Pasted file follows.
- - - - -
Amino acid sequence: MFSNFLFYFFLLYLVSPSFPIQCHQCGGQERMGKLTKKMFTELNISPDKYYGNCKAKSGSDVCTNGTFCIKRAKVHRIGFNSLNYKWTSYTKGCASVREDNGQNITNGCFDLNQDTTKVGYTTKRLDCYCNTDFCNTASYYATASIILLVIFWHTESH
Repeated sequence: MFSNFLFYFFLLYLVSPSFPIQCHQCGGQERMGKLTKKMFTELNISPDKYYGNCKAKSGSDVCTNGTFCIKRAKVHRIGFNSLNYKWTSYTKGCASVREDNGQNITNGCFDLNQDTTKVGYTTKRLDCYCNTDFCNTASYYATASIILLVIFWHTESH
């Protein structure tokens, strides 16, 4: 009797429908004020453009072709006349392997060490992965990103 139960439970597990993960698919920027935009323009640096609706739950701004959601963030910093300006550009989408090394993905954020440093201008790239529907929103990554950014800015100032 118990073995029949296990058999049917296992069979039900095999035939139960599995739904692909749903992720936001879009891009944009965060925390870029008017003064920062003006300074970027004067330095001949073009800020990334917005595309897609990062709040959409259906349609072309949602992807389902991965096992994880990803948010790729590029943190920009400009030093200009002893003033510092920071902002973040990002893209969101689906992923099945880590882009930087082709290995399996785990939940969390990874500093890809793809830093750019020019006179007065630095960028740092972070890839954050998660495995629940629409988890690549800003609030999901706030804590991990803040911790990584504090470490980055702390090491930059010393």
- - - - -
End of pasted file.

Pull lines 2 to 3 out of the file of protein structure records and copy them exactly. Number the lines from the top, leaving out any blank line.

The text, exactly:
Repeated sequence: MFSNFLFYFFLLYLVSPSFPIQCHQCGGQERMGKLTKKMFTELNISPDKYYGNCKAKSGSDVCTNGTFCIKRAKVHRIGFNSLNYKWTSYTKGCASVREDNGQNITNGCFDLNQDTTKVGYTTKRLDCYCNTDFCNTASYYATASIILLVIFWHTESH
């Protein structure tokens, strides 16, 4: 009797429908004020453009072709006349392997060490992965990103 139960439970597990993960698919920027935009323009640096609706739950701004959601963030910093300006550009989408090394993905954020440093201008790239529907929103990554950014800015100032 118990073995029949296990058999049917296992069979039900095999035939139960599995739904692909749903992720936001879009891009944009965060925390870029008017003064920062003006300074970027004067330095001949073009800020990334917005595309897609990062709040959409259906349609072309949602992807389902991965096992994880990803948010790729590029943190920009400009030093200009002893003033510092920071902002973040990002893209969101689906992923099945880590882009930087082709290995399996785990939940969390990874500093890809793809830093750019020019006179007065630095960028740092972070890839954050998660495995629940629409988890690549800003609030999901706030804590991990803040911790990584504090470490980055702390090491930059010393």